“The situation was worsening back home and my colleagues needed help,” she said in an interview with The Post, adding that thousands of retired doctors had returned to work around the world because of the pandemic.
So on April 1, Mukherjee, 24, packed up her crown and gowns and flew home to Britain, where she is now in quarantine until early next week, when she reports for work at Pilgrim Hospital as a junior doctor.
“I don't know exactly which ward I will be assigned to yet, but I'm willing to do whatever is needed,” she said. “As a doctor, I couldn't imagine staying away. ”
Mukherjee had just graduated with a medical degree from the University of Nottingham last year when friends talked her into entering the 2019 Miss England competition. Although she had experience as a model, she did not expect to win, she said.
“I got into it because of peer pressure, and then suddenly, on the night before I was to start [my job] as a junior doctor at Pilgrim Hospital, I won,” she said. “So I decided to put my medical career on hold for a while and focus on being Miss England and doing charity work for one year.”
She had planned to return to her job in August, but after hearing from her colleagues about hospital wards overflowing with patients who have covid-19, the disease caused by the novel coronavirus, and watching television news footage about the toll in Britain, she knew she had to be at the hospital.
As a child growing up in the city of Derby, two hours north of London in the Midlands, Mukherjee said she never had ambitions of wearing a stethoscope. “I didn’t play doctor — I pretended to be an actor or model,” she said.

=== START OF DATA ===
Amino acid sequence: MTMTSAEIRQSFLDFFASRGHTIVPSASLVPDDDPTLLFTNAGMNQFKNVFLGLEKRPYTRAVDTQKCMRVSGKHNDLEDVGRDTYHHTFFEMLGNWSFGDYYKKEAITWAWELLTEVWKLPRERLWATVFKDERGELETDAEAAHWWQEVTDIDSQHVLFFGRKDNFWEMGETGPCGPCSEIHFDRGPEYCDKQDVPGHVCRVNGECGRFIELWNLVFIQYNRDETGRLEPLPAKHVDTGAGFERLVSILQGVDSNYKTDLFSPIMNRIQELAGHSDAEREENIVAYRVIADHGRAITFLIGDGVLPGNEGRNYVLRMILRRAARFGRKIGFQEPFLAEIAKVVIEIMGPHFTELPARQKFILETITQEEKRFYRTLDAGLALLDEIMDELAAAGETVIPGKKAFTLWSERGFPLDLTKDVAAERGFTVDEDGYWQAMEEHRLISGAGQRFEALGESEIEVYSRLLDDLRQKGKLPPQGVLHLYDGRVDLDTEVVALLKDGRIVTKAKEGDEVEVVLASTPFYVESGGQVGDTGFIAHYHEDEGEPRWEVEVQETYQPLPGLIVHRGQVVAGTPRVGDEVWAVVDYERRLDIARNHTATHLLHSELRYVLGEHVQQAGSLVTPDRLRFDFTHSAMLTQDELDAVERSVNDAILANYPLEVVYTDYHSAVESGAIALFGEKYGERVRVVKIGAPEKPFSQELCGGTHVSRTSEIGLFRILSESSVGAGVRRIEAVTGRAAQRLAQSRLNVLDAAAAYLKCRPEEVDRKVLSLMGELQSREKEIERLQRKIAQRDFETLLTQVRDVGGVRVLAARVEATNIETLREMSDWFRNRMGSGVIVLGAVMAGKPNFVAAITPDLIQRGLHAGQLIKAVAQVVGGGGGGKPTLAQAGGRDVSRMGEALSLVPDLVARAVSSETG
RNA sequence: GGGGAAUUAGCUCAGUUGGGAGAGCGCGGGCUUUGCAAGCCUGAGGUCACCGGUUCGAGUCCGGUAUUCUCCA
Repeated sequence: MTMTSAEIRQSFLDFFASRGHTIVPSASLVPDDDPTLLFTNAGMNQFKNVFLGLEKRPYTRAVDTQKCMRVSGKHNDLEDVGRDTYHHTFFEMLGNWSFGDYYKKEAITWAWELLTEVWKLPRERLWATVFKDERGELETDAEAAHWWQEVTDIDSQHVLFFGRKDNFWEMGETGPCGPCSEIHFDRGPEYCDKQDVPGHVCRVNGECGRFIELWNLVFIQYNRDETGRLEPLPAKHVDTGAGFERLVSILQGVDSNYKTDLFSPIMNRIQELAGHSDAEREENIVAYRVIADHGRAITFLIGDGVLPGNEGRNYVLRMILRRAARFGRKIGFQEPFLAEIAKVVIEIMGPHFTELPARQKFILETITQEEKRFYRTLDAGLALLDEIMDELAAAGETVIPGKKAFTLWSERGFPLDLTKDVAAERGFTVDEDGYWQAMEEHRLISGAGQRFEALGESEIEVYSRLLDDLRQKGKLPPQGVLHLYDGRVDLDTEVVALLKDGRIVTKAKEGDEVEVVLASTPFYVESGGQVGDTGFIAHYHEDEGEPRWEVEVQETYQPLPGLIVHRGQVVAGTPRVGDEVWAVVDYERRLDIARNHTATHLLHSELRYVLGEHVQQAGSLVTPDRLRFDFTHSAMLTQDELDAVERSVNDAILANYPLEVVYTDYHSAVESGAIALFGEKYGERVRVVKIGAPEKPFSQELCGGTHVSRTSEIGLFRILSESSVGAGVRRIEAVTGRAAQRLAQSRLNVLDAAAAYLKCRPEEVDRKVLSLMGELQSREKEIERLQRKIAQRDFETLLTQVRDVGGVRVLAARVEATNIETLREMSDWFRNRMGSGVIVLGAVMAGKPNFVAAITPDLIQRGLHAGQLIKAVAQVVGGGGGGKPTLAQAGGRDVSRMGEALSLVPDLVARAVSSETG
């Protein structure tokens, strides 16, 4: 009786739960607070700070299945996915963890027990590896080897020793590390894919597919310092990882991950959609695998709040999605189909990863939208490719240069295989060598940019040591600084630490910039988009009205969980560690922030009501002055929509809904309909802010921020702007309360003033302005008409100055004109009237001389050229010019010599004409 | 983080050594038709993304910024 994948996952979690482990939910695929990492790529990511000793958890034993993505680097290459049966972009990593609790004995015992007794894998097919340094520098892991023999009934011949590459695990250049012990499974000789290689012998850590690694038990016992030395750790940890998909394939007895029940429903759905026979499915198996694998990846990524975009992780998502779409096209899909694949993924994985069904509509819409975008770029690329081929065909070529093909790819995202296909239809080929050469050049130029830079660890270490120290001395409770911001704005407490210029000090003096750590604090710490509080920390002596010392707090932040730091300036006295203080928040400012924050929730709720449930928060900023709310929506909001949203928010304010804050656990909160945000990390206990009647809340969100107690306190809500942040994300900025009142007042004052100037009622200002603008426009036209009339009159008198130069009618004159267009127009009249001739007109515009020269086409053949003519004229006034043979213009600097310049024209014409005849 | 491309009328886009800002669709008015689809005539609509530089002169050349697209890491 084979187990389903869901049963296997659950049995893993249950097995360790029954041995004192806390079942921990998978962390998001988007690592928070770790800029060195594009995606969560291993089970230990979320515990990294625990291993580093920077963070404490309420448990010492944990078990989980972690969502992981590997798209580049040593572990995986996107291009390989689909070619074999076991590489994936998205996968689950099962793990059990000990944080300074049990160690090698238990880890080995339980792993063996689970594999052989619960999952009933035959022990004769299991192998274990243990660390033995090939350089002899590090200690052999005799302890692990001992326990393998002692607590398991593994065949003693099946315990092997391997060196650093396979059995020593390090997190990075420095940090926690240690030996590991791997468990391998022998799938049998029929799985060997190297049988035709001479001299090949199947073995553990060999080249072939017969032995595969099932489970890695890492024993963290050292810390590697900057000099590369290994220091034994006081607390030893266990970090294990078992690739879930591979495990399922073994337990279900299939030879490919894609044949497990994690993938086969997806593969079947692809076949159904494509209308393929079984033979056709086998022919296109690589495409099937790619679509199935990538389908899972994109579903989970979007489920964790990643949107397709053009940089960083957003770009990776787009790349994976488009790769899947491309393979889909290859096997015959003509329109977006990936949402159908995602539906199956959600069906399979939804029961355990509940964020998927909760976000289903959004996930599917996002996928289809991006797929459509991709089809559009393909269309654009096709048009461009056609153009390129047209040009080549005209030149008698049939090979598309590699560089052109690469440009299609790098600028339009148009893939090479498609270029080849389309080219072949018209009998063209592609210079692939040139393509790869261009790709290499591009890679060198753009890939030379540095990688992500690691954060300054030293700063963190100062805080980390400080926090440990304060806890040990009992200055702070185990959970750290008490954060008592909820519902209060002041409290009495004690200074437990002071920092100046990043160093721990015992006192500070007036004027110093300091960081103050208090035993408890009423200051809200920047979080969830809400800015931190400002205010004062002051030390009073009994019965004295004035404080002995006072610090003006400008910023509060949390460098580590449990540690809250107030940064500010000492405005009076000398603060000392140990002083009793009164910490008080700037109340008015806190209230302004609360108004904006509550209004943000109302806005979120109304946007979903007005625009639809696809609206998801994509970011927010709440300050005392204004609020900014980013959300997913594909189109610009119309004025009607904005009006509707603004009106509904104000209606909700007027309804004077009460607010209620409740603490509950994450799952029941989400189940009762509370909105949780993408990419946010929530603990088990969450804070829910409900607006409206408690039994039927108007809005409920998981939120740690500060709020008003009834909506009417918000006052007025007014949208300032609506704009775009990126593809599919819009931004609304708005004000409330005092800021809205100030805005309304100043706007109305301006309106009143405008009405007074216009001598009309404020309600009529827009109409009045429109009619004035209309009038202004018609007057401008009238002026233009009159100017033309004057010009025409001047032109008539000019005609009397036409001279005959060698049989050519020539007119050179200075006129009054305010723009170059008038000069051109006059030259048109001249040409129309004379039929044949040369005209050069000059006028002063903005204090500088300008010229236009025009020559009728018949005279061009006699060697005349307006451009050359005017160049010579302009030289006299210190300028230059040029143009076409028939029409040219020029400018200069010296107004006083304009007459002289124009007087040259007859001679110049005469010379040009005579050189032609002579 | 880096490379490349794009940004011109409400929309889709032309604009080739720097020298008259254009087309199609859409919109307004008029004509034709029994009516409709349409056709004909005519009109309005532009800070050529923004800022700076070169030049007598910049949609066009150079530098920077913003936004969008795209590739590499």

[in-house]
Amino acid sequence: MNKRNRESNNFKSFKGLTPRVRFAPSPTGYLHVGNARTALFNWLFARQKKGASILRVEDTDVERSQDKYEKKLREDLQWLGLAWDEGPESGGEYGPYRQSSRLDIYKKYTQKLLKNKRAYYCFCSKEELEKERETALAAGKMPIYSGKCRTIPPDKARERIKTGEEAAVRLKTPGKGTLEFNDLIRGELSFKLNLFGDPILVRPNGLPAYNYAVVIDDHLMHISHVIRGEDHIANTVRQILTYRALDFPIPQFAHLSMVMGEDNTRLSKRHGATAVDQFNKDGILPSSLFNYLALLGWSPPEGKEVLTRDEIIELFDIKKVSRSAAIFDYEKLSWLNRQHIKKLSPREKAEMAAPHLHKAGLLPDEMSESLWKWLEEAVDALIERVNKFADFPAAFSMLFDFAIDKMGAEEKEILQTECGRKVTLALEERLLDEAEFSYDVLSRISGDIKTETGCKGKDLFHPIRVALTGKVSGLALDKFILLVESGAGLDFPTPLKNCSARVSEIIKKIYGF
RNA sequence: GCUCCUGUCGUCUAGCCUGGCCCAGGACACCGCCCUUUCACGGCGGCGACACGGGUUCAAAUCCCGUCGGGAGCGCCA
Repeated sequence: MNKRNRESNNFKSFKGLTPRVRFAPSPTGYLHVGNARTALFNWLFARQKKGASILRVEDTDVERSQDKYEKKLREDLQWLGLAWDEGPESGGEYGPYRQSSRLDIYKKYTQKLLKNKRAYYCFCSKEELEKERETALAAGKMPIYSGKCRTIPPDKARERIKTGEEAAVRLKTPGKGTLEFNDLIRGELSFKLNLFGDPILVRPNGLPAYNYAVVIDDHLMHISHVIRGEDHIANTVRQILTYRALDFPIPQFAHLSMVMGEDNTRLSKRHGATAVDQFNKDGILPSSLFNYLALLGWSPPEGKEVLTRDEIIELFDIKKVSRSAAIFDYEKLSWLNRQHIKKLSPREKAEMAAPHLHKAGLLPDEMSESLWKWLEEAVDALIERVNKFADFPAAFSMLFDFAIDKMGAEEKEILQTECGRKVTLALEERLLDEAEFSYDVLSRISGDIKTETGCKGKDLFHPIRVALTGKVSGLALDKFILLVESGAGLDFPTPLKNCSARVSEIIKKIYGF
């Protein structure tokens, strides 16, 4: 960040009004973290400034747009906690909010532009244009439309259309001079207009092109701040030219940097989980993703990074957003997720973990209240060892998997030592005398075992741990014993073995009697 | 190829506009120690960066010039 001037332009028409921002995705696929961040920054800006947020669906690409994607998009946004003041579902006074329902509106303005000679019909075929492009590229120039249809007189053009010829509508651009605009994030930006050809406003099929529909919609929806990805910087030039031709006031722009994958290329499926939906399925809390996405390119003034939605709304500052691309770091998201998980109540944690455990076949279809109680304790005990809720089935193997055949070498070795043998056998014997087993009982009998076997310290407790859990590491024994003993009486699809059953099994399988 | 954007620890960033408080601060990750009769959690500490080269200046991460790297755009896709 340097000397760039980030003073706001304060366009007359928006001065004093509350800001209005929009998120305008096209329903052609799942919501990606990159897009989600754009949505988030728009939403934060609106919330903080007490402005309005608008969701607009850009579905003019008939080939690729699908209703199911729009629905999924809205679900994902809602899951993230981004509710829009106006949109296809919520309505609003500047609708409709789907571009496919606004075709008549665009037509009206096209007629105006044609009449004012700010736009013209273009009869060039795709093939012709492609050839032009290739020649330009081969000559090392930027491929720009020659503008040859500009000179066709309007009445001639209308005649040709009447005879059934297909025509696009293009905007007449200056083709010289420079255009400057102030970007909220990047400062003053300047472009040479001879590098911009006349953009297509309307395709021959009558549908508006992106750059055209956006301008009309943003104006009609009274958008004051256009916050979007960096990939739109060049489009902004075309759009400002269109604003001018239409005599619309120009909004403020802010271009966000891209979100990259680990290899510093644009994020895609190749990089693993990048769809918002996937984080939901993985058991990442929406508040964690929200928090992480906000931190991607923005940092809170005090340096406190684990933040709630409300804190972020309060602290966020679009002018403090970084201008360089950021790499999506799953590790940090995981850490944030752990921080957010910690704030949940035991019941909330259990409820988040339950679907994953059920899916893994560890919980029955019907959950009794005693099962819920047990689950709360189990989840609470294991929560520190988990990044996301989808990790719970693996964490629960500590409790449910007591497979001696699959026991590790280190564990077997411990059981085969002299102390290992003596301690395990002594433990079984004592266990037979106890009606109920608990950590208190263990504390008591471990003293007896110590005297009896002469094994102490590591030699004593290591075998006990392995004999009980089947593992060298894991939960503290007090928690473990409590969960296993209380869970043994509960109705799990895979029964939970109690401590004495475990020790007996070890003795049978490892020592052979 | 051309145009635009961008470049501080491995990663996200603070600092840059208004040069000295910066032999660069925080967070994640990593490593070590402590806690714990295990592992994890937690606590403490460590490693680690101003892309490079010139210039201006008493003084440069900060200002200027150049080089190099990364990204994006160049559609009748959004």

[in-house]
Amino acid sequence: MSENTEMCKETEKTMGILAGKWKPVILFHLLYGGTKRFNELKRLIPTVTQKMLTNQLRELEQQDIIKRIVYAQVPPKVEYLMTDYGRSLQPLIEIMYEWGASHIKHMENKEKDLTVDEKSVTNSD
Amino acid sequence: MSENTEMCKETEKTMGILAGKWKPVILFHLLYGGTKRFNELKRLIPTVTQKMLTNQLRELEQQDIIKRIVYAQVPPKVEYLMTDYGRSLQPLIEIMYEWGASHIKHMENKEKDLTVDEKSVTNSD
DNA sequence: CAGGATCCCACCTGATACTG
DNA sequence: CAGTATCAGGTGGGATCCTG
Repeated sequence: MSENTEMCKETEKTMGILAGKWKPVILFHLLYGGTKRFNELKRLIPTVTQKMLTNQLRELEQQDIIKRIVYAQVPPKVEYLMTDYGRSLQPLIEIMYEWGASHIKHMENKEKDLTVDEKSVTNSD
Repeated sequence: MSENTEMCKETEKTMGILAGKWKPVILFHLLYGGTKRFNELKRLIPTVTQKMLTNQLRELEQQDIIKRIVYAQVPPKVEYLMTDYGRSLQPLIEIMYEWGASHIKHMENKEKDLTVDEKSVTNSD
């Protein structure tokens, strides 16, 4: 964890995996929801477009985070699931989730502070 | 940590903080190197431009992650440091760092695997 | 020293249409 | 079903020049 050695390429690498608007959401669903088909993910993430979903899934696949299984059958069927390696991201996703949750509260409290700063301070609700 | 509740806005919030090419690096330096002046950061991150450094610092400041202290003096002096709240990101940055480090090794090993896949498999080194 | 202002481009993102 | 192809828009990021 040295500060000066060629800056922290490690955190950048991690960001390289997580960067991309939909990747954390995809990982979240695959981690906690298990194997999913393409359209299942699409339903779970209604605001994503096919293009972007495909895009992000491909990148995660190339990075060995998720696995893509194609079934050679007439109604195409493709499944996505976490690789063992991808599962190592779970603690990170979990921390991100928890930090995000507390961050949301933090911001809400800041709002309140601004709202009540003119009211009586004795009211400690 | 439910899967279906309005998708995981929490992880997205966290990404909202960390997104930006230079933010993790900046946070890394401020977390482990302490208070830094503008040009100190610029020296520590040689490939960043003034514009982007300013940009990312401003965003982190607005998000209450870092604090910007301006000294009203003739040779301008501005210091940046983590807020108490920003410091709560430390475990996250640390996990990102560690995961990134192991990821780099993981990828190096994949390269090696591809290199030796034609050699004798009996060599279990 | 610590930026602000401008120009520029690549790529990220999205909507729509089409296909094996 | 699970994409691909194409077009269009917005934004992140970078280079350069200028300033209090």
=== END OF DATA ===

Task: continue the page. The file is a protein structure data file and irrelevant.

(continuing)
But as she grew older and began volunteering in nursing homes, Mukherjee said, she realized she was suited to a career that required a love of helping others.
“I consider myself a good listener, and I love to study people,” she said. “I decided that a medical career would be a good fit. Medicine is a lot like solving a puzzle, and I like that."
After winning the Miss England title, though, she figured that medicine could wait while she worked as a global ambassador and role model for young people. She was visiting orphanages and nursing homes in India for the Coventry Mercia Lions Club when the pandemic hit Britain hard.
With thousands of deaths recorded in Britain, and Prime Minister Boris Johnson hospitalized with the disease, it was time to set her crown aside.
“I want to do my part,” she said.
This story has been updated to reflect the correct spelling of Derby, England.
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